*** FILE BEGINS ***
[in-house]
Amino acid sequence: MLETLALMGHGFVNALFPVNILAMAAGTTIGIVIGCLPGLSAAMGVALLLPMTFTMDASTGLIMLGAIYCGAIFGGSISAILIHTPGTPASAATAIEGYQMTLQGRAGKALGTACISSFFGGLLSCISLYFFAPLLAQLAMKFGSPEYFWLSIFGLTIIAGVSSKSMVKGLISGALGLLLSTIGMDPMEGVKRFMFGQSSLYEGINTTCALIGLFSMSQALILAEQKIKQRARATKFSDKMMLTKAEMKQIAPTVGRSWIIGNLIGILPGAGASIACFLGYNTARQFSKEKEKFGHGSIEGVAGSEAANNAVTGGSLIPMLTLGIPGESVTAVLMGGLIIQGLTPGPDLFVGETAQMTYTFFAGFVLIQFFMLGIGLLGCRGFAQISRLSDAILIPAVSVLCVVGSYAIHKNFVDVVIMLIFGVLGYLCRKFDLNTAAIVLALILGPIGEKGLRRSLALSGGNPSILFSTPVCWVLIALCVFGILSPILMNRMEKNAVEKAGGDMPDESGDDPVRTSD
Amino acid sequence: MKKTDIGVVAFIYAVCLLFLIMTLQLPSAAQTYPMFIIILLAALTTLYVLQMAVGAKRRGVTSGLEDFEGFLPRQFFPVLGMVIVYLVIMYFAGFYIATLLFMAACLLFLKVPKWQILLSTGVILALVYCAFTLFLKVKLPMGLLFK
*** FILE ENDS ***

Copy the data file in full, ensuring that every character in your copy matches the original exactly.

[in-house]
Amino acid sequence: MLETLALMGHGFVNALFPVNILAMAAGTTIGIVIGCLPGLSAAMGVALLLPMTFTMDASTGLIMLGAIYCGAIFGGSISAILIHTPGTPASAATAIEGYQMTLQGRAGKALGTACISSFFGGLLSCISLYFFAPLLAQLAMKFGSPEYFWLSIFGLTIIAGVSSKSMVKGLISGALGLLLSTIGMDPMEGVKRFMFGQSSLYEGINTTCALIGLFSMSQALILAEQKIKQRARATKFSDKMMLTKAEMKQIAPTVGRSWIIGNLIGILPGAGASIACFLGYNTARQFSKEKEKFGHGSIEGVAGSEAANNAVTGGSLIPMLTLGIPGESVTAVLMGGLIIQGLTPGPDLFVGETAQMTYTFFAGFVLIQFFMLGIGLLGCRGFAQISRLSDAILIPAVSVLCVVGSYAIHKNFVDVVIMLIFGVLGYLCRKFDLNTAAIVLALILGPIGEKGLRRSLALSGGNPSILFSTPVCWVLIALCVFGILSPILMNRMEKNAVEKAGGDMPDESGDDPVRTSD
Amino acid sequence: MKKTDIGVVAFIYAVCLLFLIMTLQLPSAAQTYPMFIIILLAALTTLYVLQMAVGAKRRGVTSGLEDFEGFLPRQFFPVLGMVIVYLVIMYFAGFYIATLLFMAACLLFLKVPKWQILLSTGVILALVYCAFTLFLKVKLPMGLLFK